In such a depression nearest to enemy, they stop out of his sight and showing only small periscopes through which the men are aiming they shoot down nearly point-blank and with deadly accuracy everybody daring to peep out of the trench, wiping out enemy’s officers, observers, machine gunners, etc., pinning the enemy down to the ground, and completely paralysing his machine guns and rifle fire while the main attack is sweeping down, this non-stop massed infantry advance to final onslaught greatly shortening the duration of the ordeal of getting through the artillery barrage.
If made sufficiently close to the enemy’s firing line just out of reach of hand-thrown grenades and flame throwers, such a point-blank stand of those armoured firing squads can completely paralyse all defence, the enemy’s artillery being also unable to shoot at armoured trollies without inflicting more casualties to his own troops with their backs open in the trenches, and the mines and rifle thrown grenades being shot at such a steep angle that any decent accuracy is out of the question”
As a combat vehicle, the principle behind the Armoured Trolley was totally different from that of the carrier, although it was still building on the existing knowledge of these carriers. These Universal-type carriers were usually armed with just a single standard Bren .303 light machine gun and were not really suitable for sustained direct combat and assault, but at most for fire support of the infantry.
The design of the Armoured Trolley very much allowed form to follow function. The function called for a low profile vehicle with as many guns pointing forward as possible. Placing the engine in the rear meant that there was the maximum space ahead of it for stores or men, although there is no information as to where the designer was thinking of putting the transmission. On either side of the combat space were a pair of triangular-prism-shaped fuel tanks arranged longitudinally, with one on each side providing protection for the men inside. The front was also triangular in profile, with three firing positions cut into the top. There are no details for the driving position.
The tracks ran the full length of the vehicle and were presumably of a similar type and width as those on the Universal-type carrier. Due to shielding over the wheels concealing them, no information can be obtained as to the number of types of wheels and suspension used. Considering the size of the vehicle and weight likely similar to that of the Windsor Carrier (4.9 tonnes), a similar weight or less could be expected from the Armoured Trolley.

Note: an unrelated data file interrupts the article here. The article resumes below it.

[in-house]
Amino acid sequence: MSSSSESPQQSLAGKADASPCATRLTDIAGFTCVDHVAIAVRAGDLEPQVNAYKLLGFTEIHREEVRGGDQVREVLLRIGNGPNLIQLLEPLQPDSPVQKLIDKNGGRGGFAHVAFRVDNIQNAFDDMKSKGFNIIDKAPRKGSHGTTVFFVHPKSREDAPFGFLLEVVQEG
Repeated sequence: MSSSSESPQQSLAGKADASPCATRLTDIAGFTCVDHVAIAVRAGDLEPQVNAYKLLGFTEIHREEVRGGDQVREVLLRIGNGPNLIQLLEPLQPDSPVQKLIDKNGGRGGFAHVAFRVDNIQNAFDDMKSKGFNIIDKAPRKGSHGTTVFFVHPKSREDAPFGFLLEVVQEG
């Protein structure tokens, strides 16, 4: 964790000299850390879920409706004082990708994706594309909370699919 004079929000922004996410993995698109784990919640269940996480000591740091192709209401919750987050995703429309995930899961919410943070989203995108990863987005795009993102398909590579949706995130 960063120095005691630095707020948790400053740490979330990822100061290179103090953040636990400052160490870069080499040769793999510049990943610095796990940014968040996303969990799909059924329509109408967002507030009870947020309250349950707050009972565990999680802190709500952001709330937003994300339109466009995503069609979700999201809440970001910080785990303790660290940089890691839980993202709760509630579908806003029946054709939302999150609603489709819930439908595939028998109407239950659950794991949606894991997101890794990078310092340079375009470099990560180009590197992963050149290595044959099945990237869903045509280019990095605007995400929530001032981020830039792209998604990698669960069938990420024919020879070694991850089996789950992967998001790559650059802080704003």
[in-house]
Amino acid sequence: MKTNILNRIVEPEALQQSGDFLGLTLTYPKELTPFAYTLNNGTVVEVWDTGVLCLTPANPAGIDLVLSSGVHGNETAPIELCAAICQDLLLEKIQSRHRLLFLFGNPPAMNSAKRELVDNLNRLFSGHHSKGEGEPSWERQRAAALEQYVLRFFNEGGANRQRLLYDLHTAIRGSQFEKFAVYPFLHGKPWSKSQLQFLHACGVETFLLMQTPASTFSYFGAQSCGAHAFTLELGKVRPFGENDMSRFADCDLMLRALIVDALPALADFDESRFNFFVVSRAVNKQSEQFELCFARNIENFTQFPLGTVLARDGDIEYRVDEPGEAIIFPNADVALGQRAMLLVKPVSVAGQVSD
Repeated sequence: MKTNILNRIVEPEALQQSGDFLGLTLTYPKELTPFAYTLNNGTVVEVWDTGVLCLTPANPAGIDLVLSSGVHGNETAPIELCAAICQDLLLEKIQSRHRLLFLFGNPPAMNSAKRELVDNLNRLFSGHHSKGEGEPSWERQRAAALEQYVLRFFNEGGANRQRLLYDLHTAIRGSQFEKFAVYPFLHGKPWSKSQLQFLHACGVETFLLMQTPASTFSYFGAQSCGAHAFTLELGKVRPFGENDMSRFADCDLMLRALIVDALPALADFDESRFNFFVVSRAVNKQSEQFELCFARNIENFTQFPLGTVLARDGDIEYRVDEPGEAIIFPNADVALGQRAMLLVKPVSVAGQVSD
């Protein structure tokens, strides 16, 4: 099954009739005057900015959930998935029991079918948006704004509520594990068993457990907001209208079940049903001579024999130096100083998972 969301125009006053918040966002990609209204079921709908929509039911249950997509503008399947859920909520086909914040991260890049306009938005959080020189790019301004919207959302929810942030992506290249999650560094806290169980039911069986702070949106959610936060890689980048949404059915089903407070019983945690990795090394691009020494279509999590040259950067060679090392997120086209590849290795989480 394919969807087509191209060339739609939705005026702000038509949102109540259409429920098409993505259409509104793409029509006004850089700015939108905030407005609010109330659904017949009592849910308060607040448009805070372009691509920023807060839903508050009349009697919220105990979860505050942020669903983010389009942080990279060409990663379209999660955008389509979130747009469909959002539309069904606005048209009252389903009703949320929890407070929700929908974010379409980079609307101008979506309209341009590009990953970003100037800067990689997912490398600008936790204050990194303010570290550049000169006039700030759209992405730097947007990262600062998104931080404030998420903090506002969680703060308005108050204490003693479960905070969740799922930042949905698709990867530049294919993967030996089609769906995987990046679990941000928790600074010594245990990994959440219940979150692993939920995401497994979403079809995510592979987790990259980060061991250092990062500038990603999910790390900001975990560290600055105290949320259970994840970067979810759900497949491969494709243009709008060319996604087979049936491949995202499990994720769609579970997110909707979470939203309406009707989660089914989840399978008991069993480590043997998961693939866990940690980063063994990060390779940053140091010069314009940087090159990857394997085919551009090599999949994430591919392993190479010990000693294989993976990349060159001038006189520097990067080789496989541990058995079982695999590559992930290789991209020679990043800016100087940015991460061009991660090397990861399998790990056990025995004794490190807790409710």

One of the key values of the design in the original suggestion was that this machine would be cheap in both money and material terms. It was estimated that each Armoured Trolley would cost between a twentieth and a thirtieth of a tank and need just a twentieth or even fortieth of the steel needed for one as well. In other words, in steel terms, you could produce 20 to 40 Armoured Trolleys with the steel taken by just a single tank and, finance wise, 20-30 Armoured Trolleys for the same price as a tank.
No information is available on the thickness of the steel armor envisaged for the Armoured Trolley, but an estimate of the protection can be deduced from the size and what little description there was. The Universal-type carrier was protected against enemy small arms with steel armor on all four sides up to 10 mm or so thick. Steel armor 8 – 10 mm thick would be sufficient to protect against enemy small arms fire and, on the Armoured Trolley, where the armor on the front and sides is steeply angled, this would provide a substantial improvement in protection over the existing vertical armor on the Universal-type carriers. Add into this protection over the suspension and that the sides were full of fuel as well, this vehicle provided excellent protection against enemy fire up to heavy machine-guns, although the top remained open, exposing the men inside to shells splinters, etcetera.